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  1.    #21  
    The way this news item is being reported by CNET and the blogosphere is spectactularly wrong. I'm really amazed by the string of breathtaking misstatements we're hearing.

    I've created a list of the worst ones from CNET, TechSpot, DailyTech, and Brighthand with some corrections. Some of them would be absolutely laughable if it weren't for the fact that they were obviously sincere mistakes.

    http://www.pikesoft.com/blog/index.php?itemid=106

    If people see other eggregious examples, please point them out to me.
  2. #22  
    Bit too much opinion in that article David, there are enough gross errors around without that. This one reached out and punched me in the eye.

    Palm sold PalmSource to mobile device software maker Access in 2005 for $324.3 million.

    From the CNET article.

    There is another prevalent one, which I saw at brighthand, and have now seen repeated at 1src.com, implying becuase the minimum royalty contract has lapsed, PalmOS is now free for the next 3 years. This is completely false. The way it works, there is a royalty cost for each device with PalmOS, and if its less than the minimum royalty they have to pay the minimum e.g. Sony still had to pay $20 million until recently. If they ship MORE, they have to pay the difference too. This is all in the 8-K filling.

    With Palm no longer selling 4 million devices per quarter, they were in a strong position to renegotioate the contract, and ,ade the minimum payment conditional. This has now lapsed, but the regular per-device royalty remains.

    Surur
  3.    #23  
    Quote Originally Posted by surur
    Bit too much opinion in that article David, there are enough gross errors around without that.
    I tried to make a clear distinction between the facts and interpretations, but it's my blog so it wouldn't be much fun if I didn't weigh in on what I thought things meant here and there (especially the conclusion, which is all opinion).

    Quote Originally Posted by surur
    There is another prevalent one, which I saw at brighthand, and have now seen repeated at 1src.com, implying becuase the minimum royalty contract has lapsed, PalmOS is now free for the next 3 years. This is completely false. The way it works, there is a royalty cost for each device with PalmOS, and if its less than the minimum royalty they have to pay the minimum e.g. Sony still had to pay $20 million until recently. If they ship MORE, they have to pay the difference too. This is all in the 8-K filling.

    With Palm no longer selling 4 million devices per quarter, they were in a strong position to renegotioate the contract, and ,ade the minimum payment conditional. This has now lapsed, but the regular per-device royalty remains.
    I'm glad you mentioned this since this was my understanding of how this worked, too--I just hadn't had a chance to dig up the text yet. I'll add it to the list and attribute you.

    David
  4.    #24  
    Which 8k is that, by the way, Surer? Do you have a link?

    David
  5.    #25  
    Updated. We're up to 7 in the list of real whoppers that are being repeated: http://www.pikesoft.com/blog/index.php?itemid=106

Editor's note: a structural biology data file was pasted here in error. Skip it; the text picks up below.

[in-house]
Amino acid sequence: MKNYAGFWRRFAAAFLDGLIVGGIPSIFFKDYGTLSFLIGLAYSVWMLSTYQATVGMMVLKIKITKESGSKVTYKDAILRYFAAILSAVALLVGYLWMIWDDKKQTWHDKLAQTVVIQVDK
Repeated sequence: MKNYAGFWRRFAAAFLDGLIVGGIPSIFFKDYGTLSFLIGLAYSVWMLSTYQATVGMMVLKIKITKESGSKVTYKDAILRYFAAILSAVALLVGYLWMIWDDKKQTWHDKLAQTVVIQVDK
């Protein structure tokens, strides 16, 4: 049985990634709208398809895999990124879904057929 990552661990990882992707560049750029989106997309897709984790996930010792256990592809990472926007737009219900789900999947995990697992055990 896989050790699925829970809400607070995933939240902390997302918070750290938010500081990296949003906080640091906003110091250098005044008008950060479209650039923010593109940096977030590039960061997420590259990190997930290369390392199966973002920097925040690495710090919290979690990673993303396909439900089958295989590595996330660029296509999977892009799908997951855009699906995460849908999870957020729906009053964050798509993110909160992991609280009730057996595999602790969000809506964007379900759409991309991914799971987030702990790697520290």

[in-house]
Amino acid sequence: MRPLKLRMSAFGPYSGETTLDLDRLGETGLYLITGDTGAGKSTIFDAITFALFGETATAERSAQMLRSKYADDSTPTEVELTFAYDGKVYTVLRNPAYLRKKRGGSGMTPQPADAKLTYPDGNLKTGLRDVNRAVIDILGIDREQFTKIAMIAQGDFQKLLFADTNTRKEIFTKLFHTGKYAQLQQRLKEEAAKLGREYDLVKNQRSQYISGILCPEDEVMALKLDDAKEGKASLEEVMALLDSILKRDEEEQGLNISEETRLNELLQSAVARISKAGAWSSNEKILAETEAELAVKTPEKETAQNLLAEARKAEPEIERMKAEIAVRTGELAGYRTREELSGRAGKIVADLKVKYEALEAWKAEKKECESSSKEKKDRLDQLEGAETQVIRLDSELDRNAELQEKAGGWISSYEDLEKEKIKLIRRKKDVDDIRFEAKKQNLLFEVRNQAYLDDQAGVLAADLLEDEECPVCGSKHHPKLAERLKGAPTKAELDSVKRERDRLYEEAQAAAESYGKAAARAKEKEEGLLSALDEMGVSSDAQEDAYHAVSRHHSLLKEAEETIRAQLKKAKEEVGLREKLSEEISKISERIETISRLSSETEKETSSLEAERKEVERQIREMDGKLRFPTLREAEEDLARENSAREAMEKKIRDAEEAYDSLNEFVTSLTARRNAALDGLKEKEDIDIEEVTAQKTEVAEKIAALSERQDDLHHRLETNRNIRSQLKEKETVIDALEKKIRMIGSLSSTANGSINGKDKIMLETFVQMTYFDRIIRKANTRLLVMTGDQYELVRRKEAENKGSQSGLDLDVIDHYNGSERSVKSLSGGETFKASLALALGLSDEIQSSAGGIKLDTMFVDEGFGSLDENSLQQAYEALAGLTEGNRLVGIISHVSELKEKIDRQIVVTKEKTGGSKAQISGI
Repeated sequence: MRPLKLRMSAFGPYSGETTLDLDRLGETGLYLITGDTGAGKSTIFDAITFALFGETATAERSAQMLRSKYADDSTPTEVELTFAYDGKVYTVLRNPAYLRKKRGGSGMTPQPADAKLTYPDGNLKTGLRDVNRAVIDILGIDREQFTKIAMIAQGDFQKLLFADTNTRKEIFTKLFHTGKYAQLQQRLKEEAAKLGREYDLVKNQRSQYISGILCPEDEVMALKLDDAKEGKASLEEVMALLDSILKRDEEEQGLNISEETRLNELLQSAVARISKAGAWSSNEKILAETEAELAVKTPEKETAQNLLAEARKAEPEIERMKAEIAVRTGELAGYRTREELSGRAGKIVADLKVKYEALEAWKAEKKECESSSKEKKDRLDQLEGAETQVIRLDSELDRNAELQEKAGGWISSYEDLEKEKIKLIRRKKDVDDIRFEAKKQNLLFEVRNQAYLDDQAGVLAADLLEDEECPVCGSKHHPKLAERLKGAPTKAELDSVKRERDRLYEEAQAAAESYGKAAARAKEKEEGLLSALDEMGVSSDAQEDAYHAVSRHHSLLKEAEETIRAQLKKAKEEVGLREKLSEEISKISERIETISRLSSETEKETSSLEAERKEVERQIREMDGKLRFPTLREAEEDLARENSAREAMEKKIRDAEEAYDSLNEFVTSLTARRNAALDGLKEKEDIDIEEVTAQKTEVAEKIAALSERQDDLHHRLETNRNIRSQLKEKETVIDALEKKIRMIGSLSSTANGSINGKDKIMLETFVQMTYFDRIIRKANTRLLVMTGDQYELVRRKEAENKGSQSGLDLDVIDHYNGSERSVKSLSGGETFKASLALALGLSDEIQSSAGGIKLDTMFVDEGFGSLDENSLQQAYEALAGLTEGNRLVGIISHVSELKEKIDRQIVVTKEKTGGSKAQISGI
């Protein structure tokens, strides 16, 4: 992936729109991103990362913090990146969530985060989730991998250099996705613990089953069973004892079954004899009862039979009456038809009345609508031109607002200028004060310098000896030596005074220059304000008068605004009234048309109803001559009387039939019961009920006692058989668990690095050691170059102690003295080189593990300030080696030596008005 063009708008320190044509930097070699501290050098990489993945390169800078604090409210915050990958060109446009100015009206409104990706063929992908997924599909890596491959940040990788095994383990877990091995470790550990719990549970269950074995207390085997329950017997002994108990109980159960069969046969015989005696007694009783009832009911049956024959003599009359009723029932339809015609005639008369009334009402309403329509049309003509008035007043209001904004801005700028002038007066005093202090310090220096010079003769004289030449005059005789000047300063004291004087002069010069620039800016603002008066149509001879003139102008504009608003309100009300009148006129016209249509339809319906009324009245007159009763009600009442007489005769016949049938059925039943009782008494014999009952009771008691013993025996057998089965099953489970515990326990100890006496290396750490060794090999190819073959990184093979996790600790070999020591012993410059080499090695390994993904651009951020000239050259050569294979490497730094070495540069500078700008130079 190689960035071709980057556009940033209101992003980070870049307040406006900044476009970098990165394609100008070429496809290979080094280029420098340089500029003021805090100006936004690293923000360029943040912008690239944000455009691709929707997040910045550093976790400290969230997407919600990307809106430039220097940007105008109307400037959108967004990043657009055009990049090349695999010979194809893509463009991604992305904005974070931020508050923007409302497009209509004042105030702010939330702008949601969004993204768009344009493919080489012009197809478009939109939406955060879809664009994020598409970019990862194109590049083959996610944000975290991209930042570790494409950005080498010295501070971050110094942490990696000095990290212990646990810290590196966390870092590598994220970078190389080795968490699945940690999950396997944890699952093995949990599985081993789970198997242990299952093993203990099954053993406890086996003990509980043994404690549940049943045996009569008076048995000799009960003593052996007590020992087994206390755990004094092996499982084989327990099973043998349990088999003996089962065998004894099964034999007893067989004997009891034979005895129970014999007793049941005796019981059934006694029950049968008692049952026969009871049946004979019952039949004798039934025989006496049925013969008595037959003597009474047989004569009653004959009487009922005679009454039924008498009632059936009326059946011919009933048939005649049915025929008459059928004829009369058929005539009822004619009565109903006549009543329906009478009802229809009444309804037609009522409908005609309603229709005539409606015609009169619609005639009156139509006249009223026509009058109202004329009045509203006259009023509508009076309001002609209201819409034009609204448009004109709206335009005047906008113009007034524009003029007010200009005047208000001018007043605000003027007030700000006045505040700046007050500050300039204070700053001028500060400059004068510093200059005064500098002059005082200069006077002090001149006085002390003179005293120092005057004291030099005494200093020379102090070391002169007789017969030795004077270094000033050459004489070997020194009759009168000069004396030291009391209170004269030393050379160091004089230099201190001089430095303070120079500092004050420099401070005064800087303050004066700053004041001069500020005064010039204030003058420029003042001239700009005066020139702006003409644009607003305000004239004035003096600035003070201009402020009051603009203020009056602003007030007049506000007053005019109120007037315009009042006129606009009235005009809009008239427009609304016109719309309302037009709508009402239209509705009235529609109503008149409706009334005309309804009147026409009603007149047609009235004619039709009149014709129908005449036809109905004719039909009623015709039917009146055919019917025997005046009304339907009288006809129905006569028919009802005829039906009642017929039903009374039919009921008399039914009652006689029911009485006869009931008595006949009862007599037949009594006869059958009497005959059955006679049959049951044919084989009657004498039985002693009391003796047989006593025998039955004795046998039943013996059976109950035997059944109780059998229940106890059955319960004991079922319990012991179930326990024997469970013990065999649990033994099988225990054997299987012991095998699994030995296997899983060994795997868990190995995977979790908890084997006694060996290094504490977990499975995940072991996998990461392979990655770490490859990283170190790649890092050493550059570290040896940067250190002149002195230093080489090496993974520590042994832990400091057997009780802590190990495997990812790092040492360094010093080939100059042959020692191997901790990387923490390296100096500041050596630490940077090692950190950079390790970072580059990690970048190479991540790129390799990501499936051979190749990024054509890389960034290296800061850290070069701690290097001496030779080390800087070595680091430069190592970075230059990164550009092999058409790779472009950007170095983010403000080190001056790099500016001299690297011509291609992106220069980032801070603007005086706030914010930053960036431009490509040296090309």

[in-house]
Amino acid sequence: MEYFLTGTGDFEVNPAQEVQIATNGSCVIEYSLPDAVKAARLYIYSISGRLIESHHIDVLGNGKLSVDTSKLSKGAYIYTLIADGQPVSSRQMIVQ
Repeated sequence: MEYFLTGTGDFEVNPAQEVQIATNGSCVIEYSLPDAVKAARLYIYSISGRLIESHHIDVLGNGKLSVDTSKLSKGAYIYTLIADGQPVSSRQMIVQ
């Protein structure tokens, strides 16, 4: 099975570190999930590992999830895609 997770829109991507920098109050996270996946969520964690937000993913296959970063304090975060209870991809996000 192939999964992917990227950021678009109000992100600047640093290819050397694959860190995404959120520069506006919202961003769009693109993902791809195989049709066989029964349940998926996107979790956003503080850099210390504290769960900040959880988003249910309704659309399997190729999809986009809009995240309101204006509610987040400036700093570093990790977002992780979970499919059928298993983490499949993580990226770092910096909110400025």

(I didn't include the CNET one you mentioned since the article is about misconceptions concerning the annual report.)

    David
  6. #26  
    Quote Originally Posted by cervezas
    Which 8k is that, by the way, Surer? Do you have a link?

    David
    http://secfilings.nasdaq.com/filingF...28%2F2005&pdf=

    Surur
  7. #27  
    When Palm split into 2 companies I thought it was such a bad move. They were getting too big for their own good. Now they are paralyzed by this. I think that they are working on their own OS, like Surur pointed out, there are too many loyal Palm OS users to disappoint. There was a reason they went back to being Palm, and paid $30+million to do that and have all rights to "Palm".
    Jimmie Geddes
  8. #28  
    WTF... I thought the next palm OS was right around the corner. Now they are TALKING about building the next OS. Palm (OS) is in trouble. Is going to take a good 2 years to get the software in a phone.
  9. #29  
    It won't take 2 years. Supposedly Palm has been working no their own in house OS for close to a year already.
    Jimmie Geddes
  10. #30  
    Quote Originally Posted by lyndon_h
    WTF... I thought the next palm OS was right around the corner. Now they are TALKING about building the next OS. Palm (OS) is in trouble. Is going to take a good 2 years to get the software in a phone.
    We'll probbaly see it before Vista

    Development's been underway for quite some time with software developer kits shipping soon.

    Then again, that's IF Palm doesn't choose to sue its own version.

    http://www.palmsource.com/press/2006...xplatform.html
  11. #31  
    Quote Originally Posted by JackNaylorPE
    We'll probbaly see it before Vista

    Development's been underway for quite some time with software developer kits shipping soon.

    Then again, that's IF Palm doesn't choose to sue its own version.

    http://www.palmsource.com/press/2006...xplatform.html
    Wait. I get confused. Is www.palmsource.com the same company as the manufacturer of the hardware -- our beloved Palm that we feel free to insult incessantly for having achieved Higher Levels of Imbecility?

    Or is www.palmsource.com = Access = the new non-U.S. owners of the software that won the bidding war a little while ago?

    Because if I understand the thread we are looking for a Palm OS from www.palm.com and not from www.palmsource.com in order for Palm-the-hardware-maker to regain control over its own destiny. Thus I would hope to see SDKs from www.palm.com in that case.

    Or am I terribly, terribly confused? (Note to self. More caffeine needed).
  12. #32  
    Palm sold it's Software division to PalmSource. Then when Colligan came in, he tried to buy it back....Accees outbid him.